The alternate air valve itself, at least as originally designed and installed on this version of the Cessna 310, is a curved, rotating panel arrangement mounted on and offset from the core rotating control shaft of the alternate air valve. The whole valve is supported in the end cap of the canister by a single roller bearing assembly riveted to the center of the end cap.
Follow all of that so far? Because of the weight of the steel valve and its leverage against the pivot bearing, they both eventually wore out. It is obvious that at some point, the damage was so excessive, the little, individual roller bearings fell out of the main bearing assembly housing – leaving the control shaft to rotate and slap loosely against the not-so-smooth bearing frame. (In my professional opinion, this problem is something that should have been noticed, caught, and rectified years ago; it is that bad!)
This original alternate air valve assembly was so problematic for Cessna that they eventually (and actually long ago) designed and put out a whole different design to replace it. The replacement air filter housing and integral alternate air valve came in the form of Service Kit no. SK402-27. In place of the ducted air entering through the curved valve in the side of the end cap assembly, they installed a relatively simple, flat, butterfly valve in the center of a whole new end cap. It allowed ambient, unducted air from the surrounding engine compartment to enter the air filter canister when the control was activated.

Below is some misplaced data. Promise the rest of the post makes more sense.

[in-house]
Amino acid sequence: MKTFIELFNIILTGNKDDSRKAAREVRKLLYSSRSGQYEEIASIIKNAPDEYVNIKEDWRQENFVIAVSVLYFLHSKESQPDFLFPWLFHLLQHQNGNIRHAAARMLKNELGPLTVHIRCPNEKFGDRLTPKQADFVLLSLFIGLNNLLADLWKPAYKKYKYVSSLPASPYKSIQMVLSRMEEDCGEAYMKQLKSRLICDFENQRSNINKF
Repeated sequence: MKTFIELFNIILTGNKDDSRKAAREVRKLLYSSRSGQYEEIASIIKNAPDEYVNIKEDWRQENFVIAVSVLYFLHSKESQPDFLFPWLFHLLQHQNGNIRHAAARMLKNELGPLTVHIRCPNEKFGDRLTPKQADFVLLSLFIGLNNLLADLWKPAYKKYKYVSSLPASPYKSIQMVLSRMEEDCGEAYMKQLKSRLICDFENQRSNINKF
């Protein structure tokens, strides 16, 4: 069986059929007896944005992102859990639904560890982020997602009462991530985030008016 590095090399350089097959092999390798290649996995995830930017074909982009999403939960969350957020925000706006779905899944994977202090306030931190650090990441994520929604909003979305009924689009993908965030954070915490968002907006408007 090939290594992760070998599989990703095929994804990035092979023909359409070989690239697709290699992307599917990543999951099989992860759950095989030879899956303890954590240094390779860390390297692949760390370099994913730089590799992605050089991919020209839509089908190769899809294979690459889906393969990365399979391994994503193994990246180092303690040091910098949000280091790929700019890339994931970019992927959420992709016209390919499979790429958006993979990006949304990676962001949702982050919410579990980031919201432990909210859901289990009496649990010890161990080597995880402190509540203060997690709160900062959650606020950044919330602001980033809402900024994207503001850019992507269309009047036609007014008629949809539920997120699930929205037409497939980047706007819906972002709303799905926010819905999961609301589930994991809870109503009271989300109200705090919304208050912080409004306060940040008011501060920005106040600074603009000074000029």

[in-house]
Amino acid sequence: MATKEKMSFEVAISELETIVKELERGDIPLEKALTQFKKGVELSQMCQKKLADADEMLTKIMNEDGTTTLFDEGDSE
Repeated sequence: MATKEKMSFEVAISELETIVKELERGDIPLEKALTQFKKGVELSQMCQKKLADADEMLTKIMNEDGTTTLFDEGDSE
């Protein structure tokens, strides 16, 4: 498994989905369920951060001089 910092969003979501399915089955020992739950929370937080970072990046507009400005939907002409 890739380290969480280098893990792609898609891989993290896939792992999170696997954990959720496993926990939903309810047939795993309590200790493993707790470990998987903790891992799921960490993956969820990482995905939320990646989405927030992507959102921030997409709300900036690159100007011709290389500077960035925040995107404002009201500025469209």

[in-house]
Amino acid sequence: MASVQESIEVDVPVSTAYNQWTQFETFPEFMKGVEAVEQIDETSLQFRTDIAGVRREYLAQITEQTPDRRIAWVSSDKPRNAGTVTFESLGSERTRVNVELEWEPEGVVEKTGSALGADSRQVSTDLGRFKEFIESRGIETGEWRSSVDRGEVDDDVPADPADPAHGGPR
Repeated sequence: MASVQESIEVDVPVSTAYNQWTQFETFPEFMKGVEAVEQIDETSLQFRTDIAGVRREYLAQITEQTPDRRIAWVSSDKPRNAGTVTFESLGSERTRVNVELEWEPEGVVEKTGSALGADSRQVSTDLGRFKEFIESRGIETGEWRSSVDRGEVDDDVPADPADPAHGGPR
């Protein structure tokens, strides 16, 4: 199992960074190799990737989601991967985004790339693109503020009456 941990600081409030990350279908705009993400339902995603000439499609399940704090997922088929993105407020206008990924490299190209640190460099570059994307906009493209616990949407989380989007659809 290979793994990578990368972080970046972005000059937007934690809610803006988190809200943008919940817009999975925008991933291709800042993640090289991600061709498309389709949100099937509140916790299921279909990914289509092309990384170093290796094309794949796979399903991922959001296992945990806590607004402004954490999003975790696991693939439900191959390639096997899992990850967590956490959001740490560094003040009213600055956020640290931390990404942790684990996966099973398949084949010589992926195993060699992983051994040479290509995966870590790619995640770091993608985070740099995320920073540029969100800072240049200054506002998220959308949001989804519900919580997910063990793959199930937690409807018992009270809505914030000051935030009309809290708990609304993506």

Even so, this particular aircraft is now 50 years old and it was never modified with the new-style alternate air valve, so even the idea of repair parts for the old, original curved, side-ducted alternate air has faded into the mists of ancient history. Even more unfortunately, the new-style alternate air valve assembly in the form of SK402-27, or even individual component parts thereof, are equally no longer available as well. And even if they were, the price that I saw quoted from one source (in spite of the fact that it is not even available at any price) was for $1,836 USD.